Many companies have already recognised the potential of digital customer support. However, when it comes to the concrete, structured implementation, a well thought-out business model is often lacking. Yet the business model is the main pillar of success. It serves to define the unique selling proposition of your service. It also shows how you can achieve added value for your customers and establish a corresponding billing model to generate new service revenues.
Especially in customer support, the latter is an important aspect that is often forgotten. With your customer support, you not only have to deliver added value for your customers; in addition to the spare parts business, customer support as a high-quality consulting service can make an enormous contribution to your service turnover. In particular, remote digital customer support is high-margin, as there are no direct costs, such as travel costs in particular, and customer support is highly scalable.
For the development of the billing model, there are three main approaches according to which you can charge for your digital customer support:
1. Pay as you go
With the pay-as-you-go model, you bill for the support time used, either after a case has been processed or in advance in the form of an hourly quota from which the time used is deducted. While billing after the case has been processed gives your clients the security of only paying for actual efforts, selling an hourly quota in advance gives you greater planning security and saves your client the commercial process when support is needed. As a rule, a model with an hourly contingent is preferred, in which a few free support hours can also be granted for getting to know the product launch.
2. Service as a Service
With the Service as a Service model, you offer your customers a flat service fee that is billed at fixed intervals (usually monthly), regardless of how much support you have provided. You benefit from a constant monthly turnover while your customers are guaranteed a secure and flexible service without having to think about prices.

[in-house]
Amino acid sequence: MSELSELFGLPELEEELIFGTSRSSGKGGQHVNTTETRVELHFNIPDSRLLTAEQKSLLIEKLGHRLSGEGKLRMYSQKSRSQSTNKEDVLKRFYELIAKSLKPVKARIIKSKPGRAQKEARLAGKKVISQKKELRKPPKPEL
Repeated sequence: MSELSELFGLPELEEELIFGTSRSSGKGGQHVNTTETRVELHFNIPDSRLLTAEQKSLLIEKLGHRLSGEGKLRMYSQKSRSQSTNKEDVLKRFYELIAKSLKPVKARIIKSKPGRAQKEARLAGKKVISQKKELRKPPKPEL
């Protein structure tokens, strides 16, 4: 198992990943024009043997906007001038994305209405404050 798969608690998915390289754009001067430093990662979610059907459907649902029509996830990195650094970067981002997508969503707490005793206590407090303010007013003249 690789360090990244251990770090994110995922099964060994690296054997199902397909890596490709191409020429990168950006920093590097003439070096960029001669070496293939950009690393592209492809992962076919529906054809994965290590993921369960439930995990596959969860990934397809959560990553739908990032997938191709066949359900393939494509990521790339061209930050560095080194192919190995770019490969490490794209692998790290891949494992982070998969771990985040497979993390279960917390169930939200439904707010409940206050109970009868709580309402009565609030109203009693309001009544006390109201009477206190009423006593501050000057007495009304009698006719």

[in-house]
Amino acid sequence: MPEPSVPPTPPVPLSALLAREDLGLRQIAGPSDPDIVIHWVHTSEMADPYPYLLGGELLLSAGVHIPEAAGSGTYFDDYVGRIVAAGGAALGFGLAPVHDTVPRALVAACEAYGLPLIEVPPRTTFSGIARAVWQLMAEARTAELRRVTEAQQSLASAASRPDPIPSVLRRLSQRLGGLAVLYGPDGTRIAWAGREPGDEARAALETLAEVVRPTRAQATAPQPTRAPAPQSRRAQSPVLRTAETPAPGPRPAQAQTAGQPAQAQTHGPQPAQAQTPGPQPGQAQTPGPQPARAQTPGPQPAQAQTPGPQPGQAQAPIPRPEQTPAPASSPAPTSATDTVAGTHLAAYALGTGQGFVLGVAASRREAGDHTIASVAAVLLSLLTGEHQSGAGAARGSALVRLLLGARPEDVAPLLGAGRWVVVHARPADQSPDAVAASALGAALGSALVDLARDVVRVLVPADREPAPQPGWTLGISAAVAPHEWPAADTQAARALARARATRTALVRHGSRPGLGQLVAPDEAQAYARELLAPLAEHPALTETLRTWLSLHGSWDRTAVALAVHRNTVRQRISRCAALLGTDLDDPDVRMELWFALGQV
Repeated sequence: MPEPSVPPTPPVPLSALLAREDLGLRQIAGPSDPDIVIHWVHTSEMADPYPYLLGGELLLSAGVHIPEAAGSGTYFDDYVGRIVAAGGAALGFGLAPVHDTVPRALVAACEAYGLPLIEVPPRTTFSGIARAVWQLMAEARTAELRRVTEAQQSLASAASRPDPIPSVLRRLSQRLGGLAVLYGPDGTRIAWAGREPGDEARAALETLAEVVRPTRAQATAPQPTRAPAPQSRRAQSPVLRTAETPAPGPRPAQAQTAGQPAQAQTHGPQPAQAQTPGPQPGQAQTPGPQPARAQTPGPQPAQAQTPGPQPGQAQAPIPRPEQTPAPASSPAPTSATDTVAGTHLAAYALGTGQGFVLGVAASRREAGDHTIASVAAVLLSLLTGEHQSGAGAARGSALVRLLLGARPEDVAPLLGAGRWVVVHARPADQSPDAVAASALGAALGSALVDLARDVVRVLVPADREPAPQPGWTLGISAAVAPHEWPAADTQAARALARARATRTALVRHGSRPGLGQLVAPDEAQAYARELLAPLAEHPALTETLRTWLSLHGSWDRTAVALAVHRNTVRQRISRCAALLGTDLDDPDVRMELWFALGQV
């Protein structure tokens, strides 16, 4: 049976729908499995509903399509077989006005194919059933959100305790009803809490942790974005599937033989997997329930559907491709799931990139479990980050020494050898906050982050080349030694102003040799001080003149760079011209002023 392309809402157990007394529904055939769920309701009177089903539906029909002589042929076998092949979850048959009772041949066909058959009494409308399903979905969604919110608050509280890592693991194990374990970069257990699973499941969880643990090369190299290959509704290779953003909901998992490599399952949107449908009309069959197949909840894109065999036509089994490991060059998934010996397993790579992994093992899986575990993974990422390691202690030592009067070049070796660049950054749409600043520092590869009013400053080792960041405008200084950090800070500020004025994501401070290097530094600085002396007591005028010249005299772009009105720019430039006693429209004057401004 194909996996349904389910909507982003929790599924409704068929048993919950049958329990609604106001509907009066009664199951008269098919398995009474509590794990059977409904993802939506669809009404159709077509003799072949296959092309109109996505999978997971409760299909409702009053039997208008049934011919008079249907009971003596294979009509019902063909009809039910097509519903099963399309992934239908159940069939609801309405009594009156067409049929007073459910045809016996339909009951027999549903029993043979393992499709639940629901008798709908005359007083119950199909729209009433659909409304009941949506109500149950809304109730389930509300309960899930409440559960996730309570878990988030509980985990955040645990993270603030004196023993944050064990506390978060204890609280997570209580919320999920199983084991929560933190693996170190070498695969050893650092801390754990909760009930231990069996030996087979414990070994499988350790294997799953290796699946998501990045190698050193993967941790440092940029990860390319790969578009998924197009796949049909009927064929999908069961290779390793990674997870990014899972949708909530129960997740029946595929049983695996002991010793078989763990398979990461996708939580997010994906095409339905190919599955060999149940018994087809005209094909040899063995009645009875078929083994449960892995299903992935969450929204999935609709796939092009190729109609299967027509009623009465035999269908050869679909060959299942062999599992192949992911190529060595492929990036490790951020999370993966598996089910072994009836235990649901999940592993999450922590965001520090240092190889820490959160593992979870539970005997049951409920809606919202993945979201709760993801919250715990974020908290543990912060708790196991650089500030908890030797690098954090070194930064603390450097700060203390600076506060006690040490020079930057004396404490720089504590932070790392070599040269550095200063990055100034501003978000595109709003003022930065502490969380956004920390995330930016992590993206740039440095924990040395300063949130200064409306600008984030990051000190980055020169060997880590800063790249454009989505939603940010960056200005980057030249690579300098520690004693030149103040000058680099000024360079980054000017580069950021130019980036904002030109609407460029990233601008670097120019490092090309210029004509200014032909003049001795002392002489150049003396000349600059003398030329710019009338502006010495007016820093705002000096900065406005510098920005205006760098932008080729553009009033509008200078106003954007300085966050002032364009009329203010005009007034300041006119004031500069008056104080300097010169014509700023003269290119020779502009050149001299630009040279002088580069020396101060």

3. Integration into existing service contracts
When integrated into existing service contracts, digital customer support is incorporated into existing support packages. In this way, for example, a premium package can be upgraded once again, a higher price can be justified or a new purchase incentive can be set. Especially if the product range in customer support is already sufficiently differentiated, integration into existing service packages is an attractive approach.
Which of these models is suitable for you depends on the type and willingness to pay of your customers. While large manufacturing companies are more willing to pay a flat-rate service fee that guarantees the availability of your machines and equipment, smaller companies are more reluctant to invest in a monthly flat-rate service fee. In addition, the regularity of support plays a key role, i.e. if your customer only needs your support once a year on average, a monthly flat rate does not pay off in the long run – but if he needs your support several times a month, a flat rate is much safer, faster and cheaper for him in the long run.
We would be happy to advise you in a personal meeting on how you can generate additional service revenues with a remote service solution such as RISE and a well thought-out business model.